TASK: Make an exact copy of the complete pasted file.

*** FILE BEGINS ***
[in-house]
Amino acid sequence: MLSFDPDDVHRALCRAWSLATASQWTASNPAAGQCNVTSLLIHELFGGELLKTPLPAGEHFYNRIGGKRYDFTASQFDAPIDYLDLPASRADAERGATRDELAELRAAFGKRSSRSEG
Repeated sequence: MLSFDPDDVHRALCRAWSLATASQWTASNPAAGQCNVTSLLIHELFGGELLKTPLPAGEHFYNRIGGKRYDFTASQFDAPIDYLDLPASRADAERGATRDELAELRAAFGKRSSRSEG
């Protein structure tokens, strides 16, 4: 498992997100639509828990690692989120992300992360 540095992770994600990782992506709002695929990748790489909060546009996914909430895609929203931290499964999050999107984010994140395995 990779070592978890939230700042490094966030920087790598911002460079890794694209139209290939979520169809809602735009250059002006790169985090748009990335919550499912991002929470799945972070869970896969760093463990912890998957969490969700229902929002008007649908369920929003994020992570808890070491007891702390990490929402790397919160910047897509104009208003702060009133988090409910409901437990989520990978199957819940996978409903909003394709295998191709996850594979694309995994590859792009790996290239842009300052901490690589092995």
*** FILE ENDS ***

[in-house]
Amino acid sequence: MLSFDPDDVHRALCRAWSLATASQWTASNPAAGQCNVTSLLIHELFGGELLKTPLPAGEHFYNRIGGKRYDFTASQFDAPIDYLDLPASRADAERGATRDELAELRAAFGKRSSRSEG
Repeated sequence: MLSFDPDDVHRALCRAWSLATASQWTASNPAAGQCNVTSLLIHELFGGELLKTPLPAGEHFYNRIGGKRYDFTASQFDAPIDYLDLPASRADAERGATRDELAELRAAFGKRSSRSEG
């Protein structure tokens, strides 16, 4: 498992997100639509828990690692989120992300992360 540095992770994600990782992506709002695929990748790489909060546009996914909430895609929203931290499964999050999107984010994140395995 990779070592978890939230700042490094966030920087790598911002460079890794694209139209290939979520169809809602735009250059002006790169985090748009990335919550499912991002929470799945972070869970896969760093463990912890998957969490969700229902929002008007649908369920929003994020992570808890070491007891702390990490929402790397919160910047897509104009208003702060009133988090409910409901437990989520990978199957819940996978409903909003394709295998191709996850594979694309995994590859792009790996290239842009300052901490690589092995």